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I have a natural light lamp (the things that have the 4 small florescent lights) as they don't heat up and cause my paint to dry faster then it should and for the reasons Cassu mentioned. I use LEDs for when taking photos as it's a white light and they're pretty cheap now.

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When I finally get around to actually setting up a permanent painting space, I'm planning on getting two swing-arm desk lamps and I was thinking of fitting them with the Philips 42022-4 LED bulb, aka the L-Prize bulb, because of their Color Rendering Index(basically color accuracy %) of 92. But then I learned that, since the bulbs are only 2700K for their color temperature, they use an adjusted CRI scale rather than being pitted against daylight, which is what bulbs with a color temperature of 5000K+ have to go up against. So the scale is weighted and it takes away from the worth of that measurement for anything below 5000K. Or at least that's how I understand it to be.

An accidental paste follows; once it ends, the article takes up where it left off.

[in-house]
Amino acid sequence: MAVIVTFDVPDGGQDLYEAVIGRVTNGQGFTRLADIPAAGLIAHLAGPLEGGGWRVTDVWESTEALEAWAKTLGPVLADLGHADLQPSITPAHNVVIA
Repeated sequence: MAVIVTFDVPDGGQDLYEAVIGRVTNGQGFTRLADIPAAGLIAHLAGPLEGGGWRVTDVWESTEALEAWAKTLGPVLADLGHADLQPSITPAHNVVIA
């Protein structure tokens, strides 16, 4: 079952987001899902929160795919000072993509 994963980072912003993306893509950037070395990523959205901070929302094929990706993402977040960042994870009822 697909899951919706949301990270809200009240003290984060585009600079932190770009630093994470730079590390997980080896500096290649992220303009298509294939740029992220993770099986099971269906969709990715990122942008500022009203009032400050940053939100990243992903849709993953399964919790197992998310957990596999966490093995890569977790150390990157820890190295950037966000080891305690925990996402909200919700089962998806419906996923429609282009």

So now I guess I'm just going to have to find a nice set of fluorescent bulbs to use.

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Go grab a couple of these. http://www.ikea.com/us/en/catalog/products/20370383/

 

Big, cheap, very adjustable, and clamp to the edge of your desk, rather than taking up space. They're great.

 

Nice - how deep is the hood on those? Those fit the bill nicely at $9.

 

Looking at using these bulbs:

31lQtQQ-zhL.jpg

 

Well, here's a pic of mine set up: post-8809-0-55501900-1367031466_thumb.jpg

 

There's a standard coil CFL in there, much like the one you've linked. Hope that helps.

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Yeah, the picture above has my ottlite off to the left too.. the one with the magnifiers on it. It's pretty handy, but in retrospect, I should've just got 2 of the ikea lamp and a decent magnifying visor or something. I don't use the magnifiers really anyway...

Edited by Baugi